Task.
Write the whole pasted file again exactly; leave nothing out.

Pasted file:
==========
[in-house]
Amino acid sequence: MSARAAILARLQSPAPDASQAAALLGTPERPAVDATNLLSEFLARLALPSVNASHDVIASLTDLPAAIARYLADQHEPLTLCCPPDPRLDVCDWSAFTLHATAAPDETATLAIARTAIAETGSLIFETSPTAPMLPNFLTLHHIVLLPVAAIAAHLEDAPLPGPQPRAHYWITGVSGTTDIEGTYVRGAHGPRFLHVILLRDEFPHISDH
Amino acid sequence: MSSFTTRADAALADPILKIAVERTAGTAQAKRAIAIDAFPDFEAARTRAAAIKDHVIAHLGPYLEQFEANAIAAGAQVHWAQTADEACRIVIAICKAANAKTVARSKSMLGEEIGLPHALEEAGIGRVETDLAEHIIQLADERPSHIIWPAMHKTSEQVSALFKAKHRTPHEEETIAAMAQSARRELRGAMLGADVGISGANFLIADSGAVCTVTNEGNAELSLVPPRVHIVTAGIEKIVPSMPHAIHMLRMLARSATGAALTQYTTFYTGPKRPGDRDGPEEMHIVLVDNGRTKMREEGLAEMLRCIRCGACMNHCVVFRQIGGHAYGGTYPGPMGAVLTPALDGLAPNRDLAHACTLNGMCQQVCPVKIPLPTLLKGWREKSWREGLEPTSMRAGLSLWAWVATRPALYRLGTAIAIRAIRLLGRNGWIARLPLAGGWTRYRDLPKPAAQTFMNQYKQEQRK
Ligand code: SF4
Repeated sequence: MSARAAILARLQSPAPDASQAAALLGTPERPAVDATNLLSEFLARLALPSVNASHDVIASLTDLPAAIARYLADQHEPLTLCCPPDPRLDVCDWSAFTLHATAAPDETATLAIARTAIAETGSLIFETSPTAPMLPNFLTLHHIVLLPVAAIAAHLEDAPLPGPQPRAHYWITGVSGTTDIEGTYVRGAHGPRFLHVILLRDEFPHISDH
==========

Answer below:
[in-house]
Amino acid sequence: MSARAAILARLQSPAPDASQAAALLGTPERPAVDATNLLSEFLARLALPSVNASHDVIASLTDLPAAIARYLADQHEPLTLCCPPDPRLDVCDWSAFTLHATAAPDETATLAIARTAIAETGSLIFETSPTAPMLPNFLTLHHIVLLPVAAIAAHLEDAPLPGPQPRAHYWITGVSGTTDIEGTYVRGAHGPRFLHVILLRDEFPHISDH
Amino acid sequence: MSSFTTRADAALADPILKIAVERTAGTAQAKRAIAIDAFPDFEAARTRAAAIKDHVIAHLGPYLEQFEANAIAAGAQVHWAQTADEACRIVIAICKAANAKTVARSKSMLGEEIGLPHALEEAGIGRVETDLAEHIIQLADERPSHIIWPAMHKTSEQVSALFKAKHRTPHEEETIAAMAQSARRELRGAMLGADVGISGANFLIADSGAVCTVTNEGNAELSLVPPRVHIVTAGIEKIVPSMPHAIHMLRMLARSATGAALTQYTTFYTGPKRPGDRDGPEEMHIVLVDNGRTKMREEGLAEMLRCIRCGACMNHCVVFRQIGGHAYGGTYPGPMGAVLTPALDGLAPNRDLAHACTLNGMCQQVCPVKIPLPTLLKGWREKSWREGLEPTSMRAGLSLWAWVATRPALYRLGTAIAIRAIRLLGRNGWIARLPLAGGWTRYRDLPKPAAQTFMNQYKQEQRK
Ligand code: SF4
Repeated sequence: MSARAAILARLQSPAPDASQAAALLGTPERPAVDATNLLSEFLARLALPSVNASHDVIASLTDLPAAIARYLADQHEPLTLCCPPDPRLDVCDWSAFTLHATAAPDETATLAIARTAIAETGSLIFETSPTAPMLPNFLTLHHIVLLPVAAIAAHLEDAPLPGPQPRAHYWITGVSGTTDIEGTYVRGAHGPRFLHVILLRDEFPHISDH